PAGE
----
Some locals in the audience tried to recall if they were there at the time.

“Pilgrim Girl” tells the story about a 14-year-old girl’s crush on a married guy next door, and her far-reaching attempts to get his attention. She puts on her mother’s frosted wig and tries to impersonate a traveling saleswoman; only that she has no products to sell.

The crowd on Father's Day was captivated by Mary Otis' humorous stories

It seemed like everyone in the audience could relate to Mary’s humorous collection, which included stories about a drunken therapist and a fistfight on a first date.

Mary said that all of the events in the stories didn’t actually happen to her, but were pieces of her life. Some of them happened to someone else and she changed the stories around a bit.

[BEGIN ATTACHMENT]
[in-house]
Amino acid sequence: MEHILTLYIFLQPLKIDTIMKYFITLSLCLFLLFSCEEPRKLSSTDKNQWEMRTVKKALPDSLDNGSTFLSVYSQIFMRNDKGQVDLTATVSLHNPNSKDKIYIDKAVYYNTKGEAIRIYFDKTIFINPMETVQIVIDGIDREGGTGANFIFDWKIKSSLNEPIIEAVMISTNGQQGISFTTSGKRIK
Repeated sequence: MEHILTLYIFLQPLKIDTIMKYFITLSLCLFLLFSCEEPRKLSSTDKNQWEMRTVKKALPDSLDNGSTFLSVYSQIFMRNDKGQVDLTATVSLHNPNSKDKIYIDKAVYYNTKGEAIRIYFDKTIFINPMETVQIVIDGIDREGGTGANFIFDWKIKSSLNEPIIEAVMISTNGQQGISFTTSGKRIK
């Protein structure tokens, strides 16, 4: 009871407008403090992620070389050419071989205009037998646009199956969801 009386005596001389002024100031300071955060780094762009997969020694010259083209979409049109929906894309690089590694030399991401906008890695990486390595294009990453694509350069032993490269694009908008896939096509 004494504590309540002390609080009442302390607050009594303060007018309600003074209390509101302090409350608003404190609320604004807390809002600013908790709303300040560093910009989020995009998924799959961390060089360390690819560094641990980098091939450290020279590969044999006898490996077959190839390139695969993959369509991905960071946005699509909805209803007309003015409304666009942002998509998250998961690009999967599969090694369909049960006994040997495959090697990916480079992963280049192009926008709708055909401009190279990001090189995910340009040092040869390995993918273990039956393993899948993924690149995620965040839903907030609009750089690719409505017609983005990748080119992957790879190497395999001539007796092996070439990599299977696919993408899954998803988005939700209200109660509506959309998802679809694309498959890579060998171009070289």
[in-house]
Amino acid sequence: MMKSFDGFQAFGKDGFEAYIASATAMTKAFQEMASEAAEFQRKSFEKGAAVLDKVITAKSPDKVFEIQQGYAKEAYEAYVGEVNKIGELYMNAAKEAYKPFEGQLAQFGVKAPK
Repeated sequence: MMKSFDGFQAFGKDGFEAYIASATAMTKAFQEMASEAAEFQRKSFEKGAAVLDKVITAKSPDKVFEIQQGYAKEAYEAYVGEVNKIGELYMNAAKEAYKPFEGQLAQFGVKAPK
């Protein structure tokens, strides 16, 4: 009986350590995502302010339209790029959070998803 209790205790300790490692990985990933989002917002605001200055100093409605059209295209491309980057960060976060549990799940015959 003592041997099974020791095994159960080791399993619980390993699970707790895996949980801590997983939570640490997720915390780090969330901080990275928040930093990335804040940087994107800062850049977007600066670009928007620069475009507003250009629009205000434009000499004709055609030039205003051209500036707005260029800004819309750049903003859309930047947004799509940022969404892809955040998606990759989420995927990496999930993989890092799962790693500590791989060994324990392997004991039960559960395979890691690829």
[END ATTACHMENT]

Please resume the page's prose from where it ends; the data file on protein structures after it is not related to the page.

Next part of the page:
“The fist fight on the first date happened to my friend,” Mary said. “She was taken to a bar-b-que at his ex-wife’s house, and then a fight broke out.”

Eduardo mentioned that Mary Otis started out as an actress, and wondered if her characters may have come out of that experience.

She started out acting in a neighborhood playhouse in Boston that actress Diane Keaton had also attended.

“They’d make us do everything, including ballet, jazz and fencing,” Mary recalled. “But it was such an intense program, that if you weren’t cutting it, you’d get cut. It was almost like improv, and it helped me immensely.”

Mary said that her short stories focus on family, relationships and are set partially in Los Angeles.

She said that living in Los Angeles for the past 20 years, has been rewarding, and the longest she’s lived anywhere. She grew up in a small town outside of Boston.